If federal fisheries managers got fan mail from some flounder these days, would it side with their catch limits or New Jersey’s defiant alternate rules?
State and local officials and the N.J. congressional delegation pushed hard against this year’s federal plan to reduce the catch of summer flounder, also called fluke, by 30 percent. The Atlantic States Marine Fisheries Commission wanted to require fish to be an inch bigger to be kept — 19 inches in the ocean and nearby waters and 18 inches in Delaware Bay.
Since last year’s limits were already tough on fishers and marine businesses, the plan prompted an uproar. Rep. Frank LoBiondo said “unelected bureaucrats in Washington use questionable methodologies and outdated science to cut us off at the knees.” He and fellow Rep. Frank Pallone introduced bipartisan legislation to prevent the new flounder quotas from taking effect.
The state Department of Environmental Protection also went all in, telling the U.S. secretary of commerce the new rules would destroy recreational flounder fishing in the state, an important part of its summer tourism appeal. It asked for a return to 2016 rules and a new full assessment of the flounder stock.
When federal fisheries managers didn’t yield to all of this pressure, the state took the highly unusual step of defying federal orders.
A day before the May 25 start of flounder season, DEP Commissioner Bob Martin announced new regulations from the state’s Marine Fisheries Council that would continue to allow anglers to keep 18-inch fish along the ocean and 17-inch Delaware Bay fish.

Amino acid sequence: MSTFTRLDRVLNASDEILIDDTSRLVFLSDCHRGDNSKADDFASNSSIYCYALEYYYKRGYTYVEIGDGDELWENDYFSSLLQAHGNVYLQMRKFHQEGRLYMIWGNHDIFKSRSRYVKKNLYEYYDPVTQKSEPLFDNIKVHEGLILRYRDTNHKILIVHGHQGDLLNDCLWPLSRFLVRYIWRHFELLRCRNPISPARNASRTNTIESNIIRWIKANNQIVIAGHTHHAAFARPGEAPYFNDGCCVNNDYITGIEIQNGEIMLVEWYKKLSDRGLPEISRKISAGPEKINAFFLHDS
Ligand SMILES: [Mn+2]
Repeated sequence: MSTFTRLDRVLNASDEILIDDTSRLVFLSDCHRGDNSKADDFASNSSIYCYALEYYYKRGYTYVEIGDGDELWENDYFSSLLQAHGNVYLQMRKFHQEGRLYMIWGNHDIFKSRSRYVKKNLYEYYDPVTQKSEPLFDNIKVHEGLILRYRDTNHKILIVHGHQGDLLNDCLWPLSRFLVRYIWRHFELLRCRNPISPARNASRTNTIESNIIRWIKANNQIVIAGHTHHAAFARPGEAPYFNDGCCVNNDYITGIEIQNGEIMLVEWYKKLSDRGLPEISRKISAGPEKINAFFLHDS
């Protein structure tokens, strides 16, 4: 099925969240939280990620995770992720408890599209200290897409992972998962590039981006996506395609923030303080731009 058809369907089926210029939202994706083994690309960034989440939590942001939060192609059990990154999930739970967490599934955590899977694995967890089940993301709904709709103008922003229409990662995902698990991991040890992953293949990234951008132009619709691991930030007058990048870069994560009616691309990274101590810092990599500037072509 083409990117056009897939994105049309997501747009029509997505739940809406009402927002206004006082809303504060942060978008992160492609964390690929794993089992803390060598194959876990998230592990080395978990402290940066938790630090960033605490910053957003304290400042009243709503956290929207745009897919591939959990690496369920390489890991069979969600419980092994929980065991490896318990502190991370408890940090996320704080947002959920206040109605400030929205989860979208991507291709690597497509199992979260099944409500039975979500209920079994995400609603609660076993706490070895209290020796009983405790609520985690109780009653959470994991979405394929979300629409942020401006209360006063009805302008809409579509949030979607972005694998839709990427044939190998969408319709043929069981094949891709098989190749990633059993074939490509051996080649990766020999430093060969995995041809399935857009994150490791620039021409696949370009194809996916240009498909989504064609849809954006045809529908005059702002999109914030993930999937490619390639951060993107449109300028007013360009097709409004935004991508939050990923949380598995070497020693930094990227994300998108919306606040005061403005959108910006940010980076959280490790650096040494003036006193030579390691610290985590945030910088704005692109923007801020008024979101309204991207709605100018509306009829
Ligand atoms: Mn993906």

At the same time, the state is reducing the length of the flounder season to 104 days, down from the federal plan of 128 days, and matching the stricter limit of three kept fish per day.
The state says its approach “substantially achieves conservation equivalency” with the planned federal rules. On Thursday, the Atlantic fisheries commission rejected that, finding the state out of compliance with federal regulations. Next stops in the fight could include the National Marine Fisheries Service and ultimately U.S. Secretary of Commerce Wilbur Ross.
DEP research has brought it to a view common among flounder fishermen with decades of experience. The state says its size limits would reduce the number of flounder killed when they are caught and discarded for being too small to keep.
N.J. Division of Fish and Wildlife biologists also have found that the 19-inch requirement would result in excessive taking of breeding females, which account for 90 percent of flounder that size.
We find these arguments persuasive. They might explain the two main flounder problems that federal managers find puzzling, and seem to fit the habits and characteristics of fluke.
Federal biologists say the fishing mortality rate has steadily increased during the era of increasing flounder restrictions. At the same time, the number of young flounder is falling. The rules could be contributing to both.
Fluke are wide flat fish that spend a lot of time lying on the bottom. They eat small sea life and their jaws are weak for a fish their size compared to ordinary fish. Catching them often damages their jaws, so releasing ones that are too small results in the deaths of many anyway.
They’re also relatively easy to catch for anyone dragging baited hooks along the bottom from a boat. Anglers typically catch from several to a couple dozen or more trying to land the big female flounders that can be kept.
More research is needed on fishing mortality and vanishing young fish, to determine if the management approach that has proved effective for fish such as striped bass needs modification to work with flounder.
These are good reasons to think that New Jersey’s defiant approach is in fact the conservation equivalent to the tighter federal rules. We hope Secretary Ross and other federal officials think so too.